PIC32 Tutorial – Part 2 – Ingredients

Josef van Niekerk" rel="author">Josef van Niekerk

Let’s look at the tools and components that we’re going to need to get our breadboard setup going. It’s really simple, and doesn’t require a lot of parts at all. This is the 2nd part of the PIC32 Tutorial, if you missed Part 1, your can read it here.

First of all, you’re going to need a breadboard. Any kind should do. The setup requires only one voltage supply of 3.3V, so I’ve connected my power and ground rails all around the board as in the image below.

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Next grab a couple of jumper wires. You’re welcome to use a jumper wire kit, but I prefer keeping prototypes as clean, with wires as short as possible. Keeping wires short will reduce stray capacitance and inductance. I’m also avoiding wires that loop all over the board that are easy to hook by accident and disconnect causing headaches and unwanted hair loss. I normally prepare my wires as I go along, using red wire for my voltage supply, and black for ground.

Solid core wire of the right thickness, that inserts into the breadboard firmly is recommended. Stranded wire can be a nuisance when getting the individual strands bent in all the wrong directions when you try to insert them into your breadboard. If you’re using solid core wire, avoid gauges that are too thin, as they might cause intermittent connections if the wires move and wiggle about, causing endless frustrations with debugging your circuit.

I’ll be using stranded wire, as that’s all I could find at my local supplier, so I’ll be spending loads of time twisting the stripped ends…

Bill of Materials

Our short and sweet BOM will comprise of the following:

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Quantity Component Value
4 Ceramic Capacitor 0.1µF
1 Tantalum Capacitor 10µF
1 Resistor 330Ω
1 Resistor 460Ω
1 Resistor 10kΩ
1 6-pin Right Angle Pin Header
1 PIC32MX250F128B

The list is short, and with just over ten components, you’ll see getting the PIC32MX250 started up, is going to be real simple indeed.


You’re going to need a programmer of some sort. No, I’m not referring to someone who knows how to code. We need some hardware, to get the firmware we’ll be writing on the other hardware…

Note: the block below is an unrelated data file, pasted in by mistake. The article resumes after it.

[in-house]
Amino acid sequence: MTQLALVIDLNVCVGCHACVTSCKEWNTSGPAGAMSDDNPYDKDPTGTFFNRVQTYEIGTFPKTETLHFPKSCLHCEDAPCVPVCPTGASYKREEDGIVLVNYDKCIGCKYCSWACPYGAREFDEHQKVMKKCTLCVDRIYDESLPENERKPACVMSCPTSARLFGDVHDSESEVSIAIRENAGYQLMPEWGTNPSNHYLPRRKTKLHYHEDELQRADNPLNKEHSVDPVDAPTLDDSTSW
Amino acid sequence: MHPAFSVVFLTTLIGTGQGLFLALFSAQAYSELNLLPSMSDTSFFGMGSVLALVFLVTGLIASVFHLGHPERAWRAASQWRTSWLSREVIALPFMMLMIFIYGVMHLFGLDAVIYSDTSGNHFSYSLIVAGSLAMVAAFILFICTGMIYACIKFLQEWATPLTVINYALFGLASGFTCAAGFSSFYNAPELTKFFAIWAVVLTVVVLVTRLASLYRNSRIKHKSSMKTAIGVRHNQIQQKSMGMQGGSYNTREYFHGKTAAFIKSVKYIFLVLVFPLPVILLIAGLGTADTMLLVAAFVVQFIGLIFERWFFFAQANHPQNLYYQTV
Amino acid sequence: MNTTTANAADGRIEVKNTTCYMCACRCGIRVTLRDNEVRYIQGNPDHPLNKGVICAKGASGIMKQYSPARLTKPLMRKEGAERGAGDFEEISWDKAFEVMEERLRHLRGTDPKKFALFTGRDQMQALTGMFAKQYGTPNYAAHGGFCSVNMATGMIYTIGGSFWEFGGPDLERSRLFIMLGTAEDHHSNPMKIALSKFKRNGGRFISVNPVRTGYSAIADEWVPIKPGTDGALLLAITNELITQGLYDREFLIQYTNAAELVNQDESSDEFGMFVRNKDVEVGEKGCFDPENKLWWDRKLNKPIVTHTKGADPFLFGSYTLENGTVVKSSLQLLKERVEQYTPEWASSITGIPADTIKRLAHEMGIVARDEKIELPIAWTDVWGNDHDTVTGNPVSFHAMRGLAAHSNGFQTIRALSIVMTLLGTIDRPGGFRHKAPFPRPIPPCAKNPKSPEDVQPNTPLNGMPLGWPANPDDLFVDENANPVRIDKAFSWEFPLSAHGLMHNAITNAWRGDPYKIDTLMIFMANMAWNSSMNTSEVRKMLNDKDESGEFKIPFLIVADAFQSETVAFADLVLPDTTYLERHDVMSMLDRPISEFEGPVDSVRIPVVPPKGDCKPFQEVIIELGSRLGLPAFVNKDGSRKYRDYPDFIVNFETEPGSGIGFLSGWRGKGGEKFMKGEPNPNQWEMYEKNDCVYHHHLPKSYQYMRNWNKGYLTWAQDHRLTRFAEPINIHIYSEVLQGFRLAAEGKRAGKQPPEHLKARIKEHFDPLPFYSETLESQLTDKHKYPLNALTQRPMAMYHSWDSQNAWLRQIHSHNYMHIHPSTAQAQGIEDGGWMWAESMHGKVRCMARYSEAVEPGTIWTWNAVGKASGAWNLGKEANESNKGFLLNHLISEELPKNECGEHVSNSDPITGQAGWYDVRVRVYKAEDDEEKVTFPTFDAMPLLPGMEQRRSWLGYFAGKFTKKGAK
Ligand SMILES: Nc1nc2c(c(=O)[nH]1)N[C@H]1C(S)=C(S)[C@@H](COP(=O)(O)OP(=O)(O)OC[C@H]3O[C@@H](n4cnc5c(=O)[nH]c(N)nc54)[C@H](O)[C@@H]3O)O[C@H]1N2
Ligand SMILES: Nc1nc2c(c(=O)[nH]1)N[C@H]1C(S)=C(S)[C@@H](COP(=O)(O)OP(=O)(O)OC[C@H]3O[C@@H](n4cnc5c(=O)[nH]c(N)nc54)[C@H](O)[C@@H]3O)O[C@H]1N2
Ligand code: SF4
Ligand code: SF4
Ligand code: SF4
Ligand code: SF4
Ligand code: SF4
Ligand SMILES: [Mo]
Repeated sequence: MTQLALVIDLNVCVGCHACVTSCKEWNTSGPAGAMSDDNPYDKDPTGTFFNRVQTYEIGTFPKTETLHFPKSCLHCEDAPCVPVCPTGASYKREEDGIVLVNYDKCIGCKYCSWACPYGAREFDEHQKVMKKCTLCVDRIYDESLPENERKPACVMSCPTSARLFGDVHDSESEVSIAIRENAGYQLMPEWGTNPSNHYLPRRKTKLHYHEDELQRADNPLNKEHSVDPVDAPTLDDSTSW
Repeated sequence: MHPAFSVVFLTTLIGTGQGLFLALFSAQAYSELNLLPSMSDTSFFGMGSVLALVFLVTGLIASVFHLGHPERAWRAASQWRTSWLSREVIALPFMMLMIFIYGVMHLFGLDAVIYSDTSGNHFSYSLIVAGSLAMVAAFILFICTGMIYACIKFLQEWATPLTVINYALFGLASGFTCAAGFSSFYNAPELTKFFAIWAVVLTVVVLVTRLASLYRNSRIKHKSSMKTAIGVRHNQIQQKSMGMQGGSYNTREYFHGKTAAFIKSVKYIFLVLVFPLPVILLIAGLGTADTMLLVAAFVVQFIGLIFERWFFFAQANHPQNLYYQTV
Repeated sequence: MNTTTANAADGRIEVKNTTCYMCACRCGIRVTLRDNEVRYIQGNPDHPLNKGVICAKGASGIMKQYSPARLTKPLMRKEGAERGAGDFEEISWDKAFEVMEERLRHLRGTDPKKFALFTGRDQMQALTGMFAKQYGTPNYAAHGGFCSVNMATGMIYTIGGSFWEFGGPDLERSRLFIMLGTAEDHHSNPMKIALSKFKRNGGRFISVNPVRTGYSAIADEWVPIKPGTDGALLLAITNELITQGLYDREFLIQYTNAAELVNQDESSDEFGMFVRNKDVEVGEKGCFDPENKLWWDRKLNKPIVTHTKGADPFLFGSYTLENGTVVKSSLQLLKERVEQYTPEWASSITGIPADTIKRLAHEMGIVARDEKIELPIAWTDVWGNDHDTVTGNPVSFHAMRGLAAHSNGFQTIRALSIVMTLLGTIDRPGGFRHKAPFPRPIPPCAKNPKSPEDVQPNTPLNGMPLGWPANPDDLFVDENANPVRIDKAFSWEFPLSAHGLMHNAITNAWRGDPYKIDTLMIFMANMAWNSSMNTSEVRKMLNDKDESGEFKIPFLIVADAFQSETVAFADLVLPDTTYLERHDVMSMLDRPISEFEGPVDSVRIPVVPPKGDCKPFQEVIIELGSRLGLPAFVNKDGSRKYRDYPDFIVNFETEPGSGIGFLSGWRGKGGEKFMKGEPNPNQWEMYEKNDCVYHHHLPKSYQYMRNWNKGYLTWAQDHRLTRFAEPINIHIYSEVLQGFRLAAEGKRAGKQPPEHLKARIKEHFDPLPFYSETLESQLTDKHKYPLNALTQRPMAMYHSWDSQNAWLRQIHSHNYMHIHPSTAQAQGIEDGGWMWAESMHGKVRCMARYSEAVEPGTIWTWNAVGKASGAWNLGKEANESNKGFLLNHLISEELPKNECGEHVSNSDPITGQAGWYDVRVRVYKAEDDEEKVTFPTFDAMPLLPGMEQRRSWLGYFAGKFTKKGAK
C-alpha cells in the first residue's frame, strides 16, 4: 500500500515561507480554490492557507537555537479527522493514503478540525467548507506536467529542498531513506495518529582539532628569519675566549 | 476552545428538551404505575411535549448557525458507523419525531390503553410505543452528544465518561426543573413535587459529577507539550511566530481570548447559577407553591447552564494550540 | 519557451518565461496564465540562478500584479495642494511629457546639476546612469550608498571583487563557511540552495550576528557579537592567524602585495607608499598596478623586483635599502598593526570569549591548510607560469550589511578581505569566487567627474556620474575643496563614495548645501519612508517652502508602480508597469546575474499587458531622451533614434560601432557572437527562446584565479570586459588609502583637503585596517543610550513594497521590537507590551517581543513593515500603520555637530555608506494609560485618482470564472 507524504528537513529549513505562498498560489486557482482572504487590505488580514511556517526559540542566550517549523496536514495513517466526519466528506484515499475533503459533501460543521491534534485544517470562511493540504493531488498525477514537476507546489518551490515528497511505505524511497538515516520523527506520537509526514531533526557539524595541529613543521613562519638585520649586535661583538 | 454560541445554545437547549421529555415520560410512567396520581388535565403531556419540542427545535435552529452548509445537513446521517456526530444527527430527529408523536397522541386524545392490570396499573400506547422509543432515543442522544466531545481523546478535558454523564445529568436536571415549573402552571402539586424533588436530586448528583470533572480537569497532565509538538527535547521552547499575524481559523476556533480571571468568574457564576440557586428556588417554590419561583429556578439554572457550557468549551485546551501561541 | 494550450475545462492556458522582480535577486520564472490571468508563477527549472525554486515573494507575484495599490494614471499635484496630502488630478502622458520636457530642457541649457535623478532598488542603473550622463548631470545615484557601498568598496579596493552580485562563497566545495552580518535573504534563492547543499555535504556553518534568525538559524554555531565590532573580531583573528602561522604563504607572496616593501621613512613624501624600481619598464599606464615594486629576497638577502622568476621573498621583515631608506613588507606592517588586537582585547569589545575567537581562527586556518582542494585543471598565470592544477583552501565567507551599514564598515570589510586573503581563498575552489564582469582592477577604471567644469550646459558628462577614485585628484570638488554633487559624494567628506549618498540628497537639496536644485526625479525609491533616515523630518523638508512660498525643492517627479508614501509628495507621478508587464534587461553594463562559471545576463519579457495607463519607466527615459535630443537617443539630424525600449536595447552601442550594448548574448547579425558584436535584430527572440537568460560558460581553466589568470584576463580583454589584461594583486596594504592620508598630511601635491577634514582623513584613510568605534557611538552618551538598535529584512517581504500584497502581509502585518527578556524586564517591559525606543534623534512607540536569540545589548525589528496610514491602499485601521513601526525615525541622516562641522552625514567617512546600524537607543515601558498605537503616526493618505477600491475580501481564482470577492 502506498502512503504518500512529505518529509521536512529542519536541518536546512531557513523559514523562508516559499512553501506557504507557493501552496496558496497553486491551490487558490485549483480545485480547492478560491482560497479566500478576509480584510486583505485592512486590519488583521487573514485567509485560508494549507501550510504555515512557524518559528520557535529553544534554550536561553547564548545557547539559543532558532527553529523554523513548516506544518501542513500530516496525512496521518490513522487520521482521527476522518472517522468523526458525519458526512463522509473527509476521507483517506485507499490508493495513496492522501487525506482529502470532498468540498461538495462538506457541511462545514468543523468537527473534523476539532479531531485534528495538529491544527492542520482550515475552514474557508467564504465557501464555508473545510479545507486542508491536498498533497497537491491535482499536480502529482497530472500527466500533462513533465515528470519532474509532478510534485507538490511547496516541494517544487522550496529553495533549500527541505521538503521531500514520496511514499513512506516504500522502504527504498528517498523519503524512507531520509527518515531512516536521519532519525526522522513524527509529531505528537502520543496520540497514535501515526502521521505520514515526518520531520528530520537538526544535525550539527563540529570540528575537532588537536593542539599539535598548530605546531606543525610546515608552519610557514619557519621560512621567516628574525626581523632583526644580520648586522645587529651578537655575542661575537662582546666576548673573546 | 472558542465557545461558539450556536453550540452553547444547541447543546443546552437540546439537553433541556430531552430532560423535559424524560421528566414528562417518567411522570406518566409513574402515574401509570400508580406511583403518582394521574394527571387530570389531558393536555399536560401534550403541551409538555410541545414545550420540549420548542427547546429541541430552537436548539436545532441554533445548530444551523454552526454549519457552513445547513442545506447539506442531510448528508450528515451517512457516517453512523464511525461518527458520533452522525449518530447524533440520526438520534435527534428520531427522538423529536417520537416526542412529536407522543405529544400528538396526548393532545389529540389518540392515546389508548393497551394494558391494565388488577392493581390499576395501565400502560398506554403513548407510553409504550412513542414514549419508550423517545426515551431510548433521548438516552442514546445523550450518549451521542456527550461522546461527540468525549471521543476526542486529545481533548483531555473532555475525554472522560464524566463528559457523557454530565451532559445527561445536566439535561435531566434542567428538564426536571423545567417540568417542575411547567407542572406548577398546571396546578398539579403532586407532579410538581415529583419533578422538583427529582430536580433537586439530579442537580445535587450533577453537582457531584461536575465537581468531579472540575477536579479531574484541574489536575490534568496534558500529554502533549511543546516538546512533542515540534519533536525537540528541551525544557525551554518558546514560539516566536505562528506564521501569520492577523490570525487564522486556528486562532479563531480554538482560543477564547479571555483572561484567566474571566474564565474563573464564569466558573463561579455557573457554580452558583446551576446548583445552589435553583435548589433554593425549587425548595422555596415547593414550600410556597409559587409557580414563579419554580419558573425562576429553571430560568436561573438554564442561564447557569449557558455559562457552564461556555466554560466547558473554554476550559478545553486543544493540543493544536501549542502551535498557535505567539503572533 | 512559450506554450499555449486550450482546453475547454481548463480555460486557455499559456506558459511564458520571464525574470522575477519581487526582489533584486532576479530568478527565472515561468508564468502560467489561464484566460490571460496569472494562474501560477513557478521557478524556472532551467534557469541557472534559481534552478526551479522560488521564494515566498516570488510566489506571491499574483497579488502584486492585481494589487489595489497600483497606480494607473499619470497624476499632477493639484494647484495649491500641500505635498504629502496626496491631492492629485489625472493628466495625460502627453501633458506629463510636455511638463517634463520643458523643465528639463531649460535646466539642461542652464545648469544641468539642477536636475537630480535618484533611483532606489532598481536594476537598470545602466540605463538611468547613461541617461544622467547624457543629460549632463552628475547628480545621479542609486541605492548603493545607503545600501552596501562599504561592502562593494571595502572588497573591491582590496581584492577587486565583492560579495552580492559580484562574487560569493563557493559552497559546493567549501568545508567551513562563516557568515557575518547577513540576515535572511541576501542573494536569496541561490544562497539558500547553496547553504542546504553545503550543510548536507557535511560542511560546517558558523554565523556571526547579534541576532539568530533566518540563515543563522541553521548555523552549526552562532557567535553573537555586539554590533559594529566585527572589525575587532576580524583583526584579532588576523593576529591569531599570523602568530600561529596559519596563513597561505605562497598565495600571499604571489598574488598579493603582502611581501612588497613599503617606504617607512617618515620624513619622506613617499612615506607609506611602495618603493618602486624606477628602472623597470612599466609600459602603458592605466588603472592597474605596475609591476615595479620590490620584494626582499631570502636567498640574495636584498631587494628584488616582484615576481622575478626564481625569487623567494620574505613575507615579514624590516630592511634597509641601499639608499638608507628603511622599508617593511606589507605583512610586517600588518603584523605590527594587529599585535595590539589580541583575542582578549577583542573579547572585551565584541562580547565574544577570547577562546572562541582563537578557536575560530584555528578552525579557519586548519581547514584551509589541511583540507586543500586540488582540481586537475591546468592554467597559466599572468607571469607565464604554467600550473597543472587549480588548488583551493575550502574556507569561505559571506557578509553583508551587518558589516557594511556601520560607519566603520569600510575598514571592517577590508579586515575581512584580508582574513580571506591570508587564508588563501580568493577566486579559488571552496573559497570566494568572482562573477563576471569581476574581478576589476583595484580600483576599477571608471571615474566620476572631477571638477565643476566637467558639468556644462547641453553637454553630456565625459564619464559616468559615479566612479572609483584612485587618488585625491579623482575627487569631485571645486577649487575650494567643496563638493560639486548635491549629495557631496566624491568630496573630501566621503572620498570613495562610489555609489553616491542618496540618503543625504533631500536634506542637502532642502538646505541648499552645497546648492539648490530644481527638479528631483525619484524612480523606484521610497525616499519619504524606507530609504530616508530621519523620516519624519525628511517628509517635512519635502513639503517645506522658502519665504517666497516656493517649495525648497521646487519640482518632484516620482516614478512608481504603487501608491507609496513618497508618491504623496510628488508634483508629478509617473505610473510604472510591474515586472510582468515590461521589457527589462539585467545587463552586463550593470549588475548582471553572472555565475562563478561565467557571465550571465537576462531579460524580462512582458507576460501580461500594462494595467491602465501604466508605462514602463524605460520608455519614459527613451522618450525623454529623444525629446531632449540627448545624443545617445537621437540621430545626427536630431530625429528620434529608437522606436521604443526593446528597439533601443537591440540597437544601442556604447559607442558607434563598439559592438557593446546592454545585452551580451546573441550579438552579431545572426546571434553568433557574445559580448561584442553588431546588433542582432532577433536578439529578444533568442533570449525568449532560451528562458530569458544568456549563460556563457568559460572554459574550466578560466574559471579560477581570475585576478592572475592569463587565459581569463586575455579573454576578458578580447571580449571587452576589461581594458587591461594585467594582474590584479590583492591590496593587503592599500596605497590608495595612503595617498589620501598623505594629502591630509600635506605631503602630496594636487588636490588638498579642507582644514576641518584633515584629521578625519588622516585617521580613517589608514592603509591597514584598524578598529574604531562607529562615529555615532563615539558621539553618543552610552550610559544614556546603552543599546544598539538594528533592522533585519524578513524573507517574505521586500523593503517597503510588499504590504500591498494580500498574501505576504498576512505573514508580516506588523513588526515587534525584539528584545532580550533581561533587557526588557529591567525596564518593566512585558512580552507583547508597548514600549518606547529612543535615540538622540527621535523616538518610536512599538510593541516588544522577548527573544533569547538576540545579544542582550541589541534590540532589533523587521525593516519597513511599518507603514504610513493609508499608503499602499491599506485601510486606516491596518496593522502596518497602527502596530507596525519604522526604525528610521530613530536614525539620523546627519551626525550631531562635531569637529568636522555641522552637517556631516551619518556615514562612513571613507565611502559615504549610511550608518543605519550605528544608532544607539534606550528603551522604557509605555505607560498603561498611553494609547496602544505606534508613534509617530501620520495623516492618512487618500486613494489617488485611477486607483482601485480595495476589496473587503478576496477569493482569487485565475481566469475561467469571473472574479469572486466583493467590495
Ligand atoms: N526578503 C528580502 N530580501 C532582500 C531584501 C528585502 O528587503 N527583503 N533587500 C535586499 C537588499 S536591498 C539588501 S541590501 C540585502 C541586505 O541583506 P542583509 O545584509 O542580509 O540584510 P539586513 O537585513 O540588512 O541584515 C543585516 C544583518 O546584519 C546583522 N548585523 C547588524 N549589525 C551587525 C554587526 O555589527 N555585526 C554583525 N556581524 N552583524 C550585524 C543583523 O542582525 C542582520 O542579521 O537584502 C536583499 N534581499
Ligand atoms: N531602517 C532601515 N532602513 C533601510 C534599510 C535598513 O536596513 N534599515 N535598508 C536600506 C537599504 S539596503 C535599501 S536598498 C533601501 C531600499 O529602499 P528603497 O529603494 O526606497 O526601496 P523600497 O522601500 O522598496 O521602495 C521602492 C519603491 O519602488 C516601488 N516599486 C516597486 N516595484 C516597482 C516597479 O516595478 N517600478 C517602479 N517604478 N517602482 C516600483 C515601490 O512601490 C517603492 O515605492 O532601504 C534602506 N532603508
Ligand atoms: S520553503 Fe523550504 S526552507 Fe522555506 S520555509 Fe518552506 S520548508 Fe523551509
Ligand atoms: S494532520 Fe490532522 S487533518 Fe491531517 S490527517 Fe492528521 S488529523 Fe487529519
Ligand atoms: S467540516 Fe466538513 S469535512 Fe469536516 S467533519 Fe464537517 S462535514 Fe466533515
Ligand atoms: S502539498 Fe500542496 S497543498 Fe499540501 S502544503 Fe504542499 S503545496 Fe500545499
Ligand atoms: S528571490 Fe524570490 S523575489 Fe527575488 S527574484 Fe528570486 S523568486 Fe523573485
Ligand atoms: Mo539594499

I’m going to be using my brand new replacement PICkit 3 from Microchip. My first PICkit 3 caused endless problems, and I had to replace it under warranty, as it was throwing all kinds of errors when I attempted to connect to various different PIC MCUs.

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Any programmer compatible with MPLABX should work just fine. Ideally, I’d like an ICD 3 or REAL ICE programmer/debugger for Christmas, but beggars can’t be choosers. I’m not too sure whether a PICKit 2 will work, as I believe they support only a limited set of PIC32 MCUs. The most affordable solution, and safest bet would be the PICkit 3, and that’s what we’re going to stick to.

Note that there are loads of 3rd party clones available, and even ones you can build yourself. But, sticking with the Microchip stuff should deliver the best results. Feel free to experiment with 3rd party goods to your hearts content.

Integrated Development Environment

Lastly and most importantly, we’re going to need an IDE. MPLAB X is an IDE developed by Microchip, and is based on NetBeans. It is a handy tool to write, compile and program your MCU with. It also offers some debugging features, that allows you to set breakpoints on your code, and step through code, one line at a time, with the useful ability to view what’s going on in your MCU’s memory and registers.

I’m pretty sure that you should be able to use any text editor or even an open source IDE like Eclipse CDT to write and code with. The only issue is, that you probably won’t be able to use the advanced debugging features. Eclipse is known to be one of the best IDEs available, especially for C and C++ development, but unfortunately, I don’t think it’s debugging toolset will be able to understand commands and know how to communicate with the PICkit programmer/debugger. Also, you could use editors like Sublime Text, but then again, you’ll need to compile your firmware from the command line or write a plugin.

We’ll cover installation very briefly a bit later in the tutorial, but for now, you can start downloading the IDE at Microchip’s MPLABX page in the background. There is a Mac, Linux and Windows version available. While you’re at this page, also download the XC32 compiler, we’re going to need that too.

In Part 3, we’ll cover the schematics, and minimum requirements to get things setup.